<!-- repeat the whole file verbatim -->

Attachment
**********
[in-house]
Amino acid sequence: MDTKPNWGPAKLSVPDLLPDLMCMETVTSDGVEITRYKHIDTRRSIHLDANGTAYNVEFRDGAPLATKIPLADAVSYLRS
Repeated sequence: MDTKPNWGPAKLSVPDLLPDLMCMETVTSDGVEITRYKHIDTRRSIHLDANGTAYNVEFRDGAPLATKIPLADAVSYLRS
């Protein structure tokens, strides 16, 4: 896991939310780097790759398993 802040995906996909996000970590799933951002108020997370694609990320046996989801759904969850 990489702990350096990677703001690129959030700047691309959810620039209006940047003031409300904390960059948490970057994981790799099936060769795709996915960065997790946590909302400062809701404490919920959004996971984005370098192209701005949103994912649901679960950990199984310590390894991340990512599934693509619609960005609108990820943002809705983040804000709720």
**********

[in-house]
Amino acid sequence: MDTKPNWGPAKLSVPDLLPDLMCMETVTSDGVEITRYKHIDTRRSIHLDANGTAYNVEFRDGAPLATKIPLADAVSYLRS
Repeated sequence: MDTKPNWGPAKLSVPDLLPDLMCMETVTSDGVEITRYKHIDTRRSIHLDANGTAYNVEFRDGAPLATKIPLADAVSYLRS
């Protein structure tokens, strides 16, 4: 896991939310780097790759398993 802040995906996909996000970590799933951002108020997370694609990320046996989801759904969850 990489702990350096990677703001690129959030700047691309959810620039209006940047003031409300904390960059948490970057994981790799099936060769795709996915960065997790946590909302400062809701404490919920959004996971984005370098192209701005949103994912649901679960950990199984310590390894991340990512599934693509619609960005609108990820943002809705983040804000709720």